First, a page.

I know that Orson Pratt, likewise, said, “The Gods that dwell in the Heaven have been redeemed from the grave in a world which existed before the foundations of this earth were laid. They and the Heavenly body which they now inhabit were once in a fallen state…they were exalted also, from fallen men to Celestial Gods to inhabit their Heaven forever and ever.” (The Seer, January 1853, p.23)
I understand, in other words, the law of eternal progression. However, I read in the 2 Nephi 2:24 of the Book of Mormon: “But behold, all things have been done in the wisdom of him who knoweth all things.” My question is, Does God progress and increase in knowledge, power, and wisdom forever? Or does there come a time, as 2 Nephi 2:24 seems to say, when God knows all things and his understanding is perfect, not ‘relative’?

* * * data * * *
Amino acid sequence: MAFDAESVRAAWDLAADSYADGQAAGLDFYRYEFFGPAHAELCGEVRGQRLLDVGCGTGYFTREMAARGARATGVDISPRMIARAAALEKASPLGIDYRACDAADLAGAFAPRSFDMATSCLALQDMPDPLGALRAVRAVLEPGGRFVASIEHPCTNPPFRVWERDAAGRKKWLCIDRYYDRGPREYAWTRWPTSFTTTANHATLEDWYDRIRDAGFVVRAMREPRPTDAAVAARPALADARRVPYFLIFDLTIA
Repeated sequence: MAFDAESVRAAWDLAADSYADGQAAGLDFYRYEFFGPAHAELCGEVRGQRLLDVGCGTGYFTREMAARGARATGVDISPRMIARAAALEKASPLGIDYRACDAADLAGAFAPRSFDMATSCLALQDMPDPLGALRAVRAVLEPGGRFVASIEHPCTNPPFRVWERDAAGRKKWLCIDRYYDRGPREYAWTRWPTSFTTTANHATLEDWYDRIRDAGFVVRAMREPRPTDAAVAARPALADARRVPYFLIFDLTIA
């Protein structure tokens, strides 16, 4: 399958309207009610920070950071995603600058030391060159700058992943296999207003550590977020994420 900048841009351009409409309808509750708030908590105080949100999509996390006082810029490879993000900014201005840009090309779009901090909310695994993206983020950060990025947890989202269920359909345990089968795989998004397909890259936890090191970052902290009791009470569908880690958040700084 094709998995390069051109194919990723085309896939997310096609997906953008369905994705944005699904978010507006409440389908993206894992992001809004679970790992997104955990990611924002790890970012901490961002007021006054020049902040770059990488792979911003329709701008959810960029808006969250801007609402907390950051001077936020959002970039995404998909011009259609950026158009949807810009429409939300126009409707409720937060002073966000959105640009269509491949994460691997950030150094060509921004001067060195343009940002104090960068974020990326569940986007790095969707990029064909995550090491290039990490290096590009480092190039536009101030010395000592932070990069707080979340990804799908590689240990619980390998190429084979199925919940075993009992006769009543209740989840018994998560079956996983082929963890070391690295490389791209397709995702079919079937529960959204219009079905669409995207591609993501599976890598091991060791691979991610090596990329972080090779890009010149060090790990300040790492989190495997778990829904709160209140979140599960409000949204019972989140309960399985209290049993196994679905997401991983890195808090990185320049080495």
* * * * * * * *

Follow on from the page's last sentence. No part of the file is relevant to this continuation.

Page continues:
I realise, of course, that I need an official answer and not the opinion of my Mormon friend. I realise that doctrine is declared by living prophets and not “of private interpretation.” My Mormon friend promises to come back to me with an official answer, and I assure him nothing less will do. And this is what we find:
- Joseph Smith did, indeed, declare God to be an exalted man and that my understanding of eternal progression is correct.
- He could find nothing in the Standard Works that explained eternal progression, which I found disquieting because I had read somewhere that the Book of Mormon contained the“fullness of the everlasting gospel.” I think it was in the introduction. But I didn’t worry too much because he assured me that this highlighted the benefit of having living prophets. They spoke God’s word for today and were bound to have plenty to say on the subject.
- I then found the following for myself: Both Wilford Woodruff and Brigham Young taught that God was progressing in knowledge. In 1857 Woodruff stated, ‘God himself is increasing and progressing in knowledge, power, and dominion, and will do so worlds without end. It is just so with us.”